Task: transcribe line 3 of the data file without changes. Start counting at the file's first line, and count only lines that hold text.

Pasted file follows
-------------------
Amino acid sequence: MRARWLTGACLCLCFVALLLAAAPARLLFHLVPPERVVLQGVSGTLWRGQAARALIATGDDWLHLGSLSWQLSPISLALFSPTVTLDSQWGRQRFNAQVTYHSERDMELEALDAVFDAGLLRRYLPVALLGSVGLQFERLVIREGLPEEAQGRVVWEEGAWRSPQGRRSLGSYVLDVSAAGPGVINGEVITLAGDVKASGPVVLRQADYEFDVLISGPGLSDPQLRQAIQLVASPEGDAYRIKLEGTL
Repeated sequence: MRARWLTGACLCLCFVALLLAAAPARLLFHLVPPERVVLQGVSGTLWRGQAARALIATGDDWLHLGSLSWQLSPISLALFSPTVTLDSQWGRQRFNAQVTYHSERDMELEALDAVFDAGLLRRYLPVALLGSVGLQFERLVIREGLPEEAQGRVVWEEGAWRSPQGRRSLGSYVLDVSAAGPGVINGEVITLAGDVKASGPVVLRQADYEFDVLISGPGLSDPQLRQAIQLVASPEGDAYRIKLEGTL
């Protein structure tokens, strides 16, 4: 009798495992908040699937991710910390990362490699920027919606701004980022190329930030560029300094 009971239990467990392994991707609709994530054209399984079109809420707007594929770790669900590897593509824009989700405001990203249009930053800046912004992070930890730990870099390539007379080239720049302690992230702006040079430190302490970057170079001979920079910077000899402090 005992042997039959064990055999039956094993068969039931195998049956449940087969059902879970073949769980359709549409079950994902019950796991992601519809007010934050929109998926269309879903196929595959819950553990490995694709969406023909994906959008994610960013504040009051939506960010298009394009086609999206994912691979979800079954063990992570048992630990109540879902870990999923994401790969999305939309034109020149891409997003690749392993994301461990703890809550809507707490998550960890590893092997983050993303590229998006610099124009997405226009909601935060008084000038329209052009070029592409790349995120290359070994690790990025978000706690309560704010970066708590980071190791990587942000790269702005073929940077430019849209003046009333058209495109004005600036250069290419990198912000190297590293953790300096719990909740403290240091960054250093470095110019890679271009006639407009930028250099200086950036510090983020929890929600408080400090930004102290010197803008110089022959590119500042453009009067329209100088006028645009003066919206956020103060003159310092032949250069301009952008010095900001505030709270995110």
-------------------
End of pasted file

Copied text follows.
């Protein structure tokens, strides 16, 4: 009798495992908040699937991710910390990362490699920027919606701004980022190329930030560029300094 009971239990467990392994991707609709994530054209399984079109809420707007594929770790669900590897593509824009989700405001990203249009930053800046912004992070930890730990870099390539007379080239720049302690992230702006040079430190302490970057170079001979920079910077000899402090 005992042997039959064990055999039956094993068969039931195998049956449940087969059902879970073949769980359709549409079950994902019950796991992601519809007010934050929109998926269309879903196929595959819950553990490995694709969406023909994906959008994610960013504040009051939506960010298009394009086609999206994912691979979800079954063990992570048992630990109540879902870990999923994401790969999305939309034109020149891409997003690749392993994301461990703890809550809507707490998550960890590893092997983050993303590229998006610099124009997405226009909601935060008084000038329209052009070029592409790349995120290359070994690790990025978000706690309560704010970066708590980071190791990587942000790269702005073929940077430019849209003046009333058209495109004005600036250069290419990198912000190297590293953790300096719990909740403290240091960054250093470095110019890679271009006639407009930028250099200086950036510090983020929890929600408080400090930004102290010197803008110089022959590119500042453009009067329209100088006028645009003066919206956020103060003159310092032949250069301009952008010095900001505030709270995110």